Second opinion sought on clinic design
Mequon Plan Commission asks for work on exterior

By Gary Achterberg - News Graphic Staff

April 16, 2015

MEQUON — Developers of a Children’s Hospital of Wisconsin clinic and members of the Mequon Planning Commission continued to wrangle over the appearance of the proposed clinic Monday.

After initially rejecting a proposed building design because some commissioners wanted more brick used, the commission voted unanimously several minutes later to direct city staff to work with the developers to reach a compromise that involved more brick on the exterior of the 42,500-square-foot building planned for the corner of Mequon Road and Market Street.

After a 90-minute-long discussion, commissioners initially rejected the building and site plan on a 4-4 vote. Commissioners LeRoy Bessler, David Fuchs, James Schaeffer and Pat Marchese voted no.

Representatives from the Ryan Companies, the developer of the $10 million CHW clinic, have been before the Planning Commission in February, March and April. They returned this time with revised plans that incorporated some elements in the roof design to address feedback from prior meetings.

“It fits in nicely with some of the other architecture in the area,” said Jac Zader, Mequon’s assistant director of community development, as he updated the project for the commissioners.

Commissioners appeared to like the changes in the roof, but several continued to express concern about the materials used in the design of the building, particularly a siding material called EIFS. It is described on an industry website as “a non-load bearing, exterior wall cladding system that consists of an insulation board attached either adhesively or mechanically, or both, to the substrate; an integrally reinforced base coat; and a textured protective finish coat.”

Representatives from Ryan said they already had dug into the contingency budget for the project with the changes in the roof design. Changing the exterior to all brick would add about $100,000 to the cost, they said.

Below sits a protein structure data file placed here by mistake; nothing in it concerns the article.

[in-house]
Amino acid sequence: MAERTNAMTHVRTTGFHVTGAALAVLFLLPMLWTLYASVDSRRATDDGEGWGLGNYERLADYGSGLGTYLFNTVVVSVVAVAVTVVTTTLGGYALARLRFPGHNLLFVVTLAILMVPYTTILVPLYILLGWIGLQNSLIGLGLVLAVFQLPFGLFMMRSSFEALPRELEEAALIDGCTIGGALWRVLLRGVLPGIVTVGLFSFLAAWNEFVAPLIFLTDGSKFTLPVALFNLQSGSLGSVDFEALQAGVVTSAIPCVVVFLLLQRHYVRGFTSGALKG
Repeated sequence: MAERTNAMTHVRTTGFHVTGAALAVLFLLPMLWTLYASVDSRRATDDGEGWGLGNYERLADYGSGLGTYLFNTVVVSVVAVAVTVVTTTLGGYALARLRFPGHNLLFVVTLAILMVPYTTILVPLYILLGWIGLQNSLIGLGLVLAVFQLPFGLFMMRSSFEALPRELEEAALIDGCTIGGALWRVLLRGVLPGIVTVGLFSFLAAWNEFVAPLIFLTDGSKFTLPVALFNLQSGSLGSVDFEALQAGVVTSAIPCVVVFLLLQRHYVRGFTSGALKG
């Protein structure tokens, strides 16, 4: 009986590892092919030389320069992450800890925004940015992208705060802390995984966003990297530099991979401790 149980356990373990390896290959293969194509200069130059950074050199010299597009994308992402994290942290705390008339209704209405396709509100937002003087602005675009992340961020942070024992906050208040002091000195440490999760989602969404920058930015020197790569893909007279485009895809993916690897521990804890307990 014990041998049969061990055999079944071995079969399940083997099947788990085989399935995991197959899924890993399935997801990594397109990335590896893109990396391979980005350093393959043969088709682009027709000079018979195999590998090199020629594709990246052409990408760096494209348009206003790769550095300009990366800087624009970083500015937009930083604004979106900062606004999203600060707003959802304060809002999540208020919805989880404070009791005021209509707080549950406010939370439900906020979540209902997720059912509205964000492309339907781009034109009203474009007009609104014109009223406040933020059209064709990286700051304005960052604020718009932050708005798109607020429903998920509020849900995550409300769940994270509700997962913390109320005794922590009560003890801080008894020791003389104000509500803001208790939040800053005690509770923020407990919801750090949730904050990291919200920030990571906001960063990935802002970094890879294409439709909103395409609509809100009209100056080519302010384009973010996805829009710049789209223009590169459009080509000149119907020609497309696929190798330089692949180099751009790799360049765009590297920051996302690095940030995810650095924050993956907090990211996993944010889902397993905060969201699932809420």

After the commission rejected the design, Marchese offered an alternative that would allow staff to work with the developers to find a compromise that improved the appearance of the building and would reduce the amount of EIFS used. If staff and the developers reach agreement, the design plans will not come back to the planning commission for further action.

Several residents who live in the vicinity of the proposed clinic spoke during the meeting and voiced concerns about the possibility of additional water draining onto their property, increased traffic, the impact of lights in the parking lot and noise from air conditioning units.

Ryan representatives said the clinic property will be at a slightly lower elevation than surrounding residents and that water runoff will go into a planned retention pond between the building and Mequon Road that is designed to accommodate the largest rainfall in the past 100 years.

Mayor Dan Abendroth said there are no accommodations for drainage on the now-undeveloped property. He said the development will “greatly improve the drainage in this neighborhood.”

With regard to the noise concerns, Commissioner Brian Parrish said he also lives in the neighborhood and sympathizes with the concerns voiced by neighbors. He also noted that the clinic will be a 9-to-5 operation that will likely have less of an impact than other potential uses.

“I feel this benefits the community more than some apartment buildings,” he said.

City staff and Ryan representatives both said they would prefer to see a traffic signal installed at the intersection of Mequon Road and Market Street, but said the state Department of Transportation has rejected requests.

A Ryan representative said their building would have to expand to five stories and 100,000 square feet before the DOT would approve the traffic light.

“It’s kind of silly for us to talk about it if we can’t do anything about it,” Abendroth said.

During the planned discussions about the materials that will be used on the exterior of the building, city staff and the Ryan representatives will be joined by Schaeffer, a planning commission member who also is an architect.

Gary Achterberg can be reached at .